The majority of teachers (86 percent) are aware that children are attending school without having eaten breakfast.
Teaching staff estimate that more than a quarter of their students have turned up to class hungry in the past.
A survey of 510, primary or mixed-age teachers in the UK, found a huge 93 percent report that children struggle more to concentrate if they have arrived with an empty stomach.
This has seen nine in ten teachers speak to a child with concerns they had about how little they were eating – with eight in ten reporting that their wards volunteered this information without being asked.
It is estimated that 2.5 million children are at risk of food insecurity and going hungry since the pandemic began.
The research was commissioned by Arla Cravendale, who are calling on the government to address early morning hunger in schools, following an experiment with two teachers to see how their day in the classroom would be impacted while teaching without having eaten for a day.
It also emerged if a child needed something to eat, 81 percent of teachers have offered them something, such as a slice of toast or some cereal.
And 58 percent have felt the need to approach a pupil’s parent regarding their children arriving at school hungry, to try and find out why.
Eight in ten said their schools run breakfast clubs for children who are unable to eat at home – although 58 percent of these have to charge for the service, to cover costs.
Danny Micklethwaite, from Arla Cravendale, who have also collaborated with charity Magic Breakfast, said: “No child should have to sit in lessons hungry, and it’s staggering to see how many teachers have reported instances of this happening.
“Every adult knows how difficult it is to concentrate on an empty stomach, and it’s the same for children.
“We salute the teachers who have gone above and beyond to make sure the students at their school have enough to eat, to help them learn but we can do more and are putting out a plea to the Government to remember these children and their classmates when it comes to developing policy to fight food poverty.
“After all, children’s hunger doesn’t just start at lunchtime – breakfast is a gaping hole in the current National Food Strategy conversation.”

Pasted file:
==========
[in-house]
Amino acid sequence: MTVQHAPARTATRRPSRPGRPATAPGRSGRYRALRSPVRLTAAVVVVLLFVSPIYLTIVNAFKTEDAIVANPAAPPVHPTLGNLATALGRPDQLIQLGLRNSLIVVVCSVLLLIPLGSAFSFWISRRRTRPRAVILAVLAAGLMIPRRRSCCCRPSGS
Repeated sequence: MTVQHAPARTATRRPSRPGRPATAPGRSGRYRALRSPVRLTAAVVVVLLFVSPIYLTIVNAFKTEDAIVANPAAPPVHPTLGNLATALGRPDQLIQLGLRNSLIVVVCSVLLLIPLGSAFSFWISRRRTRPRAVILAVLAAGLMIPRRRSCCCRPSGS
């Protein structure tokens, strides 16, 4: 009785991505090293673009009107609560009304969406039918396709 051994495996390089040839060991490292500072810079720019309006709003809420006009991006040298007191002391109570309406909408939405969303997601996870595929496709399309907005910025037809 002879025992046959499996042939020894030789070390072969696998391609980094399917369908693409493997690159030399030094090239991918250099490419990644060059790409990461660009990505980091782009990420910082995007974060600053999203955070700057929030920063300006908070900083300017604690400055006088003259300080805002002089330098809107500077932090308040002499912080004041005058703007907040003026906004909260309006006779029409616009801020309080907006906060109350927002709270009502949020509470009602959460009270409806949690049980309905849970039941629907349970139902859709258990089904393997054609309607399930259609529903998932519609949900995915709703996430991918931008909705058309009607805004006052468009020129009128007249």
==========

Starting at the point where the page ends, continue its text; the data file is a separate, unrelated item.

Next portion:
The study also found that after conversing with parents, teachers have been told a wealth of different reasons why their students might have missed breakfast.
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Top of the list was that they woke up late, cited by six in ten, while 42 percent admitted they just can’t afford to provide breakfast every day.
A fifth of teachers said parents would find it preferable if the school provided breakfast as a matter of course.
But 70 percent of teachers have children who struggle to concentrate because of not eating breakfast, while 53 percent said they become tired and irritable.
Other side effects include getting upset more easily, struggling in PE and becoming disruptive in class, according to the OnePoll.com data.
Danny Micklethwaite added: “Not having breakfast will affect children not just from an educational perspective, but a social one.
“A child who is tired, grumpy and disruptive is not going to be someone that other children will want to be friends with.
“This can lead to a terrible spiral of behaviour, which could all be solved just by making sure kids have enough to eat.
“We’re working with charity Magic Breakfast to help make sure hundreds of thousands of children at over 1,000 schools have access to a balanced breakfast before their lessons start.”
To support Arla’s call for breakfast to be considered a key part of the fight against food insecurity, they are asking people to post a selfie on social media of them at breakfast time, with the hashtag #backingbreakfast.
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